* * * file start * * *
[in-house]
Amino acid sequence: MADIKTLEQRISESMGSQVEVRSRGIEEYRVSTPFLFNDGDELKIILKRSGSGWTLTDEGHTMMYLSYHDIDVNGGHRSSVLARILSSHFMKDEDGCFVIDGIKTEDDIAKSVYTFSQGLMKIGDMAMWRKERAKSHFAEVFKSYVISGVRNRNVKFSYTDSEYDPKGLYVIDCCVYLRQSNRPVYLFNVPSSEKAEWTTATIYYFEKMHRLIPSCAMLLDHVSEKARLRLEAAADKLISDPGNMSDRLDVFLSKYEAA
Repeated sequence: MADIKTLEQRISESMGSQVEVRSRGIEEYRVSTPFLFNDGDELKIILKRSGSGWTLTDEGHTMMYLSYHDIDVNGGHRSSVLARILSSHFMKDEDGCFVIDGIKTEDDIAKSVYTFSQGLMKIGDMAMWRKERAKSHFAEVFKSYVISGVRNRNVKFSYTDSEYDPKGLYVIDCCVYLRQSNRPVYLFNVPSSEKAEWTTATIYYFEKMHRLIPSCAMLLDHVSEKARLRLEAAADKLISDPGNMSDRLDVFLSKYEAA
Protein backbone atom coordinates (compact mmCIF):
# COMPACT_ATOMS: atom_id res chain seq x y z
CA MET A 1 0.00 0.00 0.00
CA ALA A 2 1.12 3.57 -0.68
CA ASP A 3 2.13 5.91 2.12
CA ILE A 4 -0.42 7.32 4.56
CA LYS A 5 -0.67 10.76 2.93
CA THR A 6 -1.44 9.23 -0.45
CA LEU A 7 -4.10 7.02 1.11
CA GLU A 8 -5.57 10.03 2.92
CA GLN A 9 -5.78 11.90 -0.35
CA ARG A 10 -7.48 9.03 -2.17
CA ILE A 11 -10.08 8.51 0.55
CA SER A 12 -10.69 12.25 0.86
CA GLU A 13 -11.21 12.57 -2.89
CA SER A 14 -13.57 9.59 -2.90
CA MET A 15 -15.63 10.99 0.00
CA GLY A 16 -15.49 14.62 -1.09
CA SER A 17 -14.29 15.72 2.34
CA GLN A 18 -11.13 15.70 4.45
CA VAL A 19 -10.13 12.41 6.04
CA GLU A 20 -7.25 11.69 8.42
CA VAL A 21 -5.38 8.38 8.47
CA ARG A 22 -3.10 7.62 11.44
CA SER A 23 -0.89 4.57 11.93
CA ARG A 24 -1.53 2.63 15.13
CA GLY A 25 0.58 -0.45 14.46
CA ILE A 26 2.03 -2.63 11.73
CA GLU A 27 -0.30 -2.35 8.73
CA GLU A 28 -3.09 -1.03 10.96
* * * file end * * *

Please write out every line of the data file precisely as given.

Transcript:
[in-house]
Amino acid sequence: MADIKTLEQRISESMGSQVEVRSRGIEEYRVSTPFLFNDGDELKIILKRSGSGWTLTDEGHTMMYLSYHDIDVNGGHRSSVLARILSSHFMKDEDGCFVIDGIKTEDDIAKSVYTFSQGLMKIGDMAMWRKERAKSHFAEVFKSYVISGVRNRNVKFSYTDSEYDPKGLYVIDCCVYLRQSNRPVYLFNVPSSEKAEWTTATIYYFEKMHRLIPSCAMLLDHVSEKARLRLEAAADKLISDPGNMSDRLDVFLSKYEAA
Repeated sequence: MADIKTLEQRISESMGSQVEVRSRGIEEYRVSTPFLFNDGDELKIILKRSGSGWTLTDEGHTMMYLSYHDIDVNGGHRSSVLARILSSHFMKDEDGCFVIDGIKTEDDIAKSVYTFSQGLMKIGDMAMWRKERAKSHFAEVFKSYVISGVRNRNVKFSYTDSEYDPKGLYVIDCCVYLRQSNRPVYLFNVPSSEKAEWTTATIYYFEKMHRLIPSCAMLLDHVSEKARLRLEAAADKLISDPGNMSDRLDVFLSKYEAA
Protein backbone atom coordinates (compact mmCIF):
# COMPACT_ATOMS: atom_id res chain seq x y z
CA MET A 1 0.00 0.00 0.00
CA ALA A 2 1.12 3.57 -0.68
CA ASP A 3 2.13 5.91 2.12
CA ILE A 4 -0.42 7.32 4.56
CA LYS A 5 -0.67 10.76 2.93
CA THR A 6 -1.44 9.23 -0.45
CA LEU A 7 -4.10 7.02 1.11
CA GLU A 8 -5.57 10.03 2.92
CA GLN A 9 -5.78 11.90 -0.35
CA ARG A 10 -7.48 9.03 -2.17
CA ILE A 11 -10.08 8.51 0.55
CA SER A 12 -10.69 12.25 0.86
CA GLU A 13 -11.21 12.57 -2.89
CA SER A 14 -13.57 9.59 -2.90
CA MET A 15 -15.63 10.99 0.00
CA GLY A 16 -15.49 14.62 -1.09
CA SER A 17 -14.29 15.72 2.34
CA GLN A 18 -11.13 15.70 4.45
CA VAL A 19 -10.13 12.41 6.04
CA GLU A 20 -7.25 11.69 8.42
CA VAL A 21 -5.38 8.38 8.47
CA ARG A 22 -3.10 7.62 11.44
CA SER A 23 -0.89 4.57 11.93
CA ARG A 24 -1.53 2.63 15.13
CA GLY A 25 0.58 -0.45 14.46
CA ILE A 26 2.03 -2.63 11.73
CA GLU A 27 -0.30 -2.35 8.73
CA GLU A 28 -3.09 -1.03 10.96